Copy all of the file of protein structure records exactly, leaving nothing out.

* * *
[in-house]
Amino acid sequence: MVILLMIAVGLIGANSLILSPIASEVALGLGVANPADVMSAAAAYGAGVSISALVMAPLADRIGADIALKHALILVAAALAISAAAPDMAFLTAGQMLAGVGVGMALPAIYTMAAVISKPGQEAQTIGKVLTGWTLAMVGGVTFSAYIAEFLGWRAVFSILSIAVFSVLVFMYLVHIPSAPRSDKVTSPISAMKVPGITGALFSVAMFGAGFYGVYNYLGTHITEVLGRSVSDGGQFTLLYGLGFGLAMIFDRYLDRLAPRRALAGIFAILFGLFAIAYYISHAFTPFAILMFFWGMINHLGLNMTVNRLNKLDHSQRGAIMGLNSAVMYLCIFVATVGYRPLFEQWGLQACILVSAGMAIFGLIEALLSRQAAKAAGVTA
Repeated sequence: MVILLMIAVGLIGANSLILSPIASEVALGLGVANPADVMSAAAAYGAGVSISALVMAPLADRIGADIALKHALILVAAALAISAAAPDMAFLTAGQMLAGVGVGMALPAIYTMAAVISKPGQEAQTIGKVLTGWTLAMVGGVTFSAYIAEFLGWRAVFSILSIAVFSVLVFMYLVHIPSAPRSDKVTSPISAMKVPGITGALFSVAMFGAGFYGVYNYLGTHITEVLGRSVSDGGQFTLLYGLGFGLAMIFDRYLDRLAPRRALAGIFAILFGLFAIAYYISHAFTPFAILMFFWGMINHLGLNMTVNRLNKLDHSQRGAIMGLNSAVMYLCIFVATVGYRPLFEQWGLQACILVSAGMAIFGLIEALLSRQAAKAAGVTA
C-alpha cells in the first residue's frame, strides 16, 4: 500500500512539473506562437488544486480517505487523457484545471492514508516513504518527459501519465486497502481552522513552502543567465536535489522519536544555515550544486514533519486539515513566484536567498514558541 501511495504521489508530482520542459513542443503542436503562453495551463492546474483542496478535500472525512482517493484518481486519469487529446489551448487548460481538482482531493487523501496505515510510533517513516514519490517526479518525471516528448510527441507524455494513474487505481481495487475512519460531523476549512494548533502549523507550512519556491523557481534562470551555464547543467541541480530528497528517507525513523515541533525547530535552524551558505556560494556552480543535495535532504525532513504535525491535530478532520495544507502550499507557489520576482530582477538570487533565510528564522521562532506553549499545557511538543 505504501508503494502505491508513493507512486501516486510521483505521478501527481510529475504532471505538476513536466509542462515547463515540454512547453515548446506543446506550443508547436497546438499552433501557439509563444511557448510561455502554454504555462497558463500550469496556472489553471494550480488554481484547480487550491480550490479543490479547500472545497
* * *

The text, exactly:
[in-house]
Amino acid sequence: MVILLMIAVGLIGANSLILSPIASEVALGLGVANPADVMSAAAAYGAGVSISALVMAPLADRIGADIALKHALILVAAALAISAAAPDMAFLTAGQMLAGVGVGMALPAIYTMAAVISKPGQEAQTIGKVLTGWTLAMVGGVTFSAYIAEFLGWRAVFSILSIAVFSVLVFMYLVHIPSAPRSDKVTSPISAMKVPGITGALFSVAMFGAGFYGVYNYLGTHITEVLGRSVSDGGQFTLLYGLGFGLAMIFDRYLDRLAPRRALAGIFAILFGLFAIAYYISHAFTPFAILMFFWGMINHLGLNMTVNRLNKLDHSQRGAIMGLNSAVMYLCIFVATVGYRPLFEQWGLQACILVSAGMAIFGLIEALLSRQAAKAAGVTA
Repeated sequence: MVILLMIAVGLIGANSLILSPIASEVALGLGVANPADVMSAAAAYGAGVSISALVMAPLADRIGADIALKHALILVAAALAISAAAPDMAFLTAGQMLAGVGVGMALPAIYTMAAVISKPGQEAQTIGKVLTGWTLAMVGGVTFSAYIAEFLGWRAVFSILSIAVFSVLVFMYLVHIPSAPRSDKVTSPISAMKVPGITGALFSVAMFGAGFYGVYNYLGTHITEVLGRSVSDGGQFTLLYGLGFGLAMIFDRYLDRLAPRRALAGIFAILFGLFAIAYYISHAFTPFAILMFFWGMINHLGLNMTVNRLNKLDHSQRGAIMGLNSAVMYLCIFVATVGYRPLFEQWGLQACILVSAGMAIFGLIEALLSRQAAKAAGVTA
C-alpha cells in the first residue's frame, strides 16, 4: 500500500512539473506562437488544486480517505487523457484545471492514508516513504518527459501519465486497502481552522513552502543567465536535489522519536544555515550544486514533519486539515513566484536567498514558541 501511495504521489508530482520542459513542443503542436503562453495551463492546474483542496478535500472525512482517493484518481486519469487529446489551448487548460481538482482531493487523501496505515510510533517513516514519490517526479518525471516528448510527441507524455494513474487505481481495487475512519460531523476549512494548533502549523507550512519556491523557481534562470551555464547543467541541480530528497528517507525513523515541533525547530535552524551558505556560494556552480543535495535532504525532513504535525491535530478532520495544507502550499507557489520576482530582477538570487533565510528564522521562532506553549499545557511538543 505504501508503494502505491508513493507512486501516486510521483505521478501527481510529475504532471505538476513536466509542462515547463515540454512547453515548446506543446506550443508547436497546438499552433501557439509563444511557448510561455502554454504555462497558463500550469496556472489553471494550480488554481484547480487550491480550490479543490479547500472545497